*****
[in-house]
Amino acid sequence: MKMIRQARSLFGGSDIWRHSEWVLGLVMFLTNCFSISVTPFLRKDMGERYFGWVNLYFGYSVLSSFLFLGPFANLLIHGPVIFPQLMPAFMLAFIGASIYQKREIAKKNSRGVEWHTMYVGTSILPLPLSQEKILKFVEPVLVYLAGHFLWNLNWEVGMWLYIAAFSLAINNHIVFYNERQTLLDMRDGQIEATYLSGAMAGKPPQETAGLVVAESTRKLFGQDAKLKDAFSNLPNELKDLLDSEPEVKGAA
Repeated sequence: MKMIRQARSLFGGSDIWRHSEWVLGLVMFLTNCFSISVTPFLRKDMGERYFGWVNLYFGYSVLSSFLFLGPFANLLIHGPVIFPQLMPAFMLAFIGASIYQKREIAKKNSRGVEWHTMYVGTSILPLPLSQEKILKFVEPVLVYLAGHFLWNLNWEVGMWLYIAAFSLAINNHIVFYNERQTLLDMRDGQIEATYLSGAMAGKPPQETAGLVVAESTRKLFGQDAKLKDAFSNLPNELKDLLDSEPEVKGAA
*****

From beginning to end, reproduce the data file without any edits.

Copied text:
[in-house]
Amino acid sequence: MKMIRQARSLFGGSDIWRHSEWVLGLVMFLTNCFSISVTPFLRKDMGERYFGWVNLYFGYSVLSSFLFLGPFANLLIHGPVIFPQLMPAFMLAFIGASIYQKREIAKKNSRGVEWHTMYVGTSILPLPLSQEKILKFVEPVLVYLAGHFLWNLNWEVGMWLYIAAFSLAINNHIVFYNERQTLLDMRDGQIEATYLSGAMAGKPPQETAGLVVAESTRKLFGQDAKLKDAFSNLPNELKDLLDSEPEVKGAA
Repeated sequence: MKMIRQARSLFGGSDIWRHSEWVLGLVMFLTNCFSISVTPFLRKDMGERYFGWVNLYFGYSVLSSFLFLGPFANLLIHGPVIFPQLMPAFMLAFIGASIYQKREIAKKNSRGVEWHTMYVGTSILPLPLSQEKILKFVEPVLVYLAGHFLWNLNWEVGMWLYIAAFSLAINNHIVFYNERQTLLDMRDGQIEATYLSGAMAGKPPQETAGLVVAESTRKLFGQDAKLKDAFSNLPNELKDLLDSEPEVKGAA